Managed service providers report growth opportunities in COVID-19 era


Datto has released its fourth annual Global State of the MSP Report, based on a survey of more than 1,800 MSPs around the globe. The report underscores the continued evolution of the MSP industry and identifies MSP growth drivers in today’s challenging environment.

Prior to the COVID-19 pandemic, MSPs were expected to grow by 17 per cent according to the report. After the start of the pandemic, 40 per cent of MSPs expect to reduce their growth projection by at least 10 per cent. While this highlights that many MSPs will be flat this year, there are still growth opportunities in the market.

“Along with identifying the specific behaviours of high-growth MSPs and the technologies MSPs rely on, we also wanted to understand how MSP priorities have shifted due to the pandemic,” said Rob Rae, senior vice president of business development, Datto. “While economic uncertainty is troubling for MSPs, it’s still a good time to be in the industry. Nearly 40 per cent of MSPs reported annual revenue of $2.5M, demonstrating health and opportunity in the market. MSPs remain the cornerstone of our economy as they serve small businesses through the pandemic and beyond.”

MSP growth drivers identified 

With IT playing an even bigger role for millions of small and medium businesses (SMBs), MSPs have become essential service providers to this evolving market. In fact, as SMBs increasingly entrust their IT to MSPs, individual MSPs are benefiting from that growth. Over the past three years, 22 per cent of MSPs reported that their total revenue per year grew by up to five per cent, and 24 per cent of MSPs reported growth of up to 10 per cent.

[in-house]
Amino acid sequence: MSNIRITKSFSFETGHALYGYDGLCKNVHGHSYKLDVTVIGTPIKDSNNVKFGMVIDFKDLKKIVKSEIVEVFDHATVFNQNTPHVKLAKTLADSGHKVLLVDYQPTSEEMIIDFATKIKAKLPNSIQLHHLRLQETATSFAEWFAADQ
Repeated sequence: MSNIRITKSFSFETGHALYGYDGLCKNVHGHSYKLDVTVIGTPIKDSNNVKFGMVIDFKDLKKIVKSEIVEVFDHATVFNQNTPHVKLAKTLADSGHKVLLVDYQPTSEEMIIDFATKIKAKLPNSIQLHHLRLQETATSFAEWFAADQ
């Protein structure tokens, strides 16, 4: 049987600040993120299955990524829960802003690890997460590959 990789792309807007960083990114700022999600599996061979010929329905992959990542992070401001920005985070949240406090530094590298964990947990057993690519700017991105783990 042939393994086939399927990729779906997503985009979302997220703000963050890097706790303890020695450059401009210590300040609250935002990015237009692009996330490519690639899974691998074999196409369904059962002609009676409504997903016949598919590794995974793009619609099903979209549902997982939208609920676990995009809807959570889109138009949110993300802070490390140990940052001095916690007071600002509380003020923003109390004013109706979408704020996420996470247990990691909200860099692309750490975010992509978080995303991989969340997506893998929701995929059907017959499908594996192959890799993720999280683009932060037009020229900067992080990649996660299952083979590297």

Supporting MSPs in this economy and market, the two most consistent drivers of MSP growth include generating a higher portion of total revenue from managed services, and setting specific revenue and growth goals. Combined, these two activities enable MSPs to roughly double their rate of growth. In fact, for every 10 per cent of total revenue derived from managed services, MSPs grow their businesses by between 0.25 per cent to 0.75 per cent on an annual basis. Further, the survey suggests that larger MSPs and also upstart MSPs located in North America are growing at the fastest rate.

Though many cited economic uncertainty as the main driver of potential fiscal challenges, an increase in cloud migrations may offset losses. The survey found that 57 per cent of MSPs expect the use of on-premises servers for critical applications to decline over the next three years. Worldwide stay-at-home orders have dramatically increased demand for cloud and IT for many businesses, with MSPs playing a critical role in helping businesses meet the demands of the accelerated digital economy.

MSP concerns

In addition to the unknown economic landscape, client cybersecurity, work/life balance, sales and marketing and hiring are the top issues keeping MSPs up at night. Cybersecurity continues to be a pain point, with 34 per cent of MSPs citing this as a top concern (compared to 30 per cent in 2019). However, rising concerns around cybersecurity could indicate a higher demand for security services from clients, as SMBs increase their awareness about IT security. This paints an optimistic picture for MSPs who offer effective cybersecurity services, as it is now a requirement for SMBs.

The promise of emerging technologies

As MSPs determine how to navigate and succeed in the new digital economy, many are turning to emerging technologies to help propel their businesses into the post-COVID-19 normal. Given the reliance on remote management technology, MSPs are most excited about the promise of 5G technology as it will enable new opportunities for their clients through the use of faster wireless networks. MSPs will have huge opportunities to assist companies with the developing, testing and deploying of this technology, which will significantly fuel innovation.

To read more of the findings, access the Global State of the MSP report.